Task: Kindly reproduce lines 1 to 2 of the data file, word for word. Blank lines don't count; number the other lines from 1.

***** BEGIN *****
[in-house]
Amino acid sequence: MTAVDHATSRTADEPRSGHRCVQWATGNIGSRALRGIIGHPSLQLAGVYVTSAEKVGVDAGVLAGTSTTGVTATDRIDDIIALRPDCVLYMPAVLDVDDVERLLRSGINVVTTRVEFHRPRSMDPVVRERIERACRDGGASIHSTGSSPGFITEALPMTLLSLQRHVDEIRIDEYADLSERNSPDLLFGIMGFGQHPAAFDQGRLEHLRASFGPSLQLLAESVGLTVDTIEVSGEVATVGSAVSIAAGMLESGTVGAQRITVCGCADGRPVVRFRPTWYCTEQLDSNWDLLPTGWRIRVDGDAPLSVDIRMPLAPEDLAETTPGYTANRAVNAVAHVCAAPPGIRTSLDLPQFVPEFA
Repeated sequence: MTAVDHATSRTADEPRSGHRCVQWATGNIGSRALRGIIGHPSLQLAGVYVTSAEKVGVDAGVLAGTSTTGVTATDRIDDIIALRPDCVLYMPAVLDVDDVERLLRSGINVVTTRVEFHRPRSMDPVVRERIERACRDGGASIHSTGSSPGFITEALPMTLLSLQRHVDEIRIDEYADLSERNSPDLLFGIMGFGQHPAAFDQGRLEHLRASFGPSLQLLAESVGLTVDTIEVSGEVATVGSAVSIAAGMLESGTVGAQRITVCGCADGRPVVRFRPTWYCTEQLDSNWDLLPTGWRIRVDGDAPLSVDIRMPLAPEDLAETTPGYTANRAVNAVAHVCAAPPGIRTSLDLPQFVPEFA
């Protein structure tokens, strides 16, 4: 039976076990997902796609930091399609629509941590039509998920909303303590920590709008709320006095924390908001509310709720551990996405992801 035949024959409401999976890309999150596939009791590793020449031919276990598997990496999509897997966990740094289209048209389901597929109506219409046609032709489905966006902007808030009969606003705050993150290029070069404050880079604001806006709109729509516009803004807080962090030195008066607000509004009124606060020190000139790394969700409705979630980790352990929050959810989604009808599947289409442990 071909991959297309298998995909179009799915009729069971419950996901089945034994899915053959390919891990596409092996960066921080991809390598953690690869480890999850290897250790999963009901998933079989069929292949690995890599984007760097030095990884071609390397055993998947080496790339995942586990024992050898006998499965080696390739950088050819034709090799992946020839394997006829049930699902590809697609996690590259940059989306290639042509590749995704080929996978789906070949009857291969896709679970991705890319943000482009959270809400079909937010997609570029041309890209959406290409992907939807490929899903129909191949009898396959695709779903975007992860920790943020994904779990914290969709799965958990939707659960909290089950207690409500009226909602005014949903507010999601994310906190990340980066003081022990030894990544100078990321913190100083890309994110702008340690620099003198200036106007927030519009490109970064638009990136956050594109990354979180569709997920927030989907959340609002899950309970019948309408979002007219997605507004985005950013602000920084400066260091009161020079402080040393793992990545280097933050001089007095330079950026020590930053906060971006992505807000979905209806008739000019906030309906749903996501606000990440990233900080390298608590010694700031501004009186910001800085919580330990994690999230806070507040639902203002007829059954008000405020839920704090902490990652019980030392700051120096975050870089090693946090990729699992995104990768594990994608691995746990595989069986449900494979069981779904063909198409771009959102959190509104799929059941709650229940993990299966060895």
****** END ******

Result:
[in-house]
Amino acid sequence: MTAVDHATSRTADEPRSGHRCVQWATGNIGSRALRGIIGHPSLQLAGVYVTSAEKVGVDAGVLAGTSTTGVTATDRIDDIIALRPDCVLYMPAVLDVDDVERLLRSGINVVTTRVEFHRPRSMDPVVRERIERACRDGGASIHSTGSSPGFITEALPMTLLSLQRHVDEIRIDEYADLSERNSPDLLFGIMGFGQHPAAFDQGRLEHLRASFGPSLQLLAESVGLTVDTIEVSGEVATVGSAVSIAAGMLESGTVGAQRITVCGCADGRPVVRFRPTWYCTEQLDSNWDLLPTGWRIRVDGDAPLSVDIRMPLAPEDLAETTPGYTANRAVNAVAHVCAAPPGIRTSLDLPQFVPEFA